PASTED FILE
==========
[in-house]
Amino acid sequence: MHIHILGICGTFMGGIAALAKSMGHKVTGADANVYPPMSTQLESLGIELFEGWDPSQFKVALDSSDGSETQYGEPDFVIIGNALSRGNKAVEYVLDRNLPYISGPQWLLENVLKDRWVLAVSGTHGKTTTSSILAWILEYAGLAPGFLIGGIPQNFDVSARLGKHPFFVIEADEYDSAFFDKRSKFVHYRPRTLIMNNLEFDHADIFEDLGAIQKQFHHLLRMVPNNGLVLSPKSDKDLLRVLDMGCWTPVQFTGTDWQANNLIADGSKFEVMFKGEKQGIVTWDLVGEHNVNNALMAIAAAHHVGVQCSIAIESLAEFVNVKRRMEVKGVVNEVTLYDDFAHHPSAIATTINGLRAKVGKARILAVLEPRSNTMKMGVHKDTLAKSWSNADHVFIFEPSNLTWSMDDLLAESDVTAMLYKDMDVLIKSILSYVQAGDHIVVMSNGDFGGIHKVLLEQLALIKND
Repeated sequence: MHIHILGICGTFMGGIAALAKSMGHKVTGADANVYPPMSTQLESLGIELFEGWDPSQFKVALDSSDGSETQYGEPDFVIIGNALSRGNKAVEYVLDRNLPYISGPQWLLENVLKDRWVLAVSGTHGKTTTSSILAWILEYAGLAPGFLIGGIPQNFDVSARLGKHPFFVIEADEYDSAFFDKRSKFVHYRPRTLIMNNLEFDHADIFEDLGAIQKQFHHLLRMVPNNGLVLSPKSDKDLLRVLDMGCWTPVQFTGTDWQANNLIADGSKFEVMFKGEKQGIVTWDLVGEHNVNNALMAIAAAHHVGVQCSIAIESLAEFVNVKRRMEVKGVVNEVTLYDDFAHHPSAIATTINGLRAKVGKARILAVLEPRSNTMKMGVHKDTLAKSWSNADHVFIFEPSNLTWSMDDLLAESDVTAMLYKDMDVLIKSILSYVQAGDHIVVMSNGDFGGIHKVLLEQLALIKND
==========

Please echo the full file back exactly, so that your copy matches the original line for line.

[in-house]
Amino acid sequence: MHIHILGICGTFMGGIAALAKSMGHKVTGADANVYPPMSTQLESLGIELFEGWDPSQFKVALDSSDGSETQYGEPDFVIIGNALSRGNKAVEYVLDRNLPYISGPQWLLENVLKDRWVLAVSGTHGKTTTSSILAWILEYAGLAPGFLIGGIPQNFDVSARLGKHPFFVIEADEYDSAFFDKRSKFVHYRPRTLIMNNLEFDHADIFEDLGAIQKQFHHLLRMVPNNGLVLSPKSDKDLLRVLDMGCWTPVQFTGTDWQANNLIADGSKFEVMFKGEKQGIVTWDLVGEHNVNNALMAIAAAHHVGVQCSIAIESLAEFVNVKRRMEVKGVVNEVTLYDDFAHHPSAIATTINGLRAKVGKARILAVLEPRSNTMKMGVHKDTLAKSWSNADHVFIFEPSNLTWSMDDLLAESDVTAMLYKDMDVLIKSILSYVQAGDHIVVMSNGDFGGIHKVLLEQLALIKND
Repeated sequence: MHIHILGICGTFMGGIAALAKSMGHKVTGADANVYPPMSTQLESLGIELFEGWDPSQFKVALDSSDGSETQYGEPDFVIIGNALSRGNKAVEYVLDRNLPYISGPQWLLENVLKDRWVLAVSGTHGKTTTSSILAWILEYAGLAPGFLIGGIPQNFDVSARLGKHPFFVIEADEYDSAFFDKRSKFVHYRPRTLIMNNLEFDHADIFEDLGAIQKQFHHLLRMVPNNGLVLSPKSDKDLLRVLDMGCWTPVQFTGTDWQANNLIADGSKFEVMFKGEKQGIVTWDLVGEHNVNNALMAIAAAHHVGVQCSIAIESLAEFVNVKRRMEVKGVVNEVTLYDDFAHHPSAIATTINGLRAKVGKARILAVLEPRSNTMKMGVHKDTLAKSWSNADHVFIFEPSNLTWSMDDLLAESDVTAMLYKDMDVLIKSILSYVQAGDHIVVMSNGDFGGIHKVLLEQLALIKND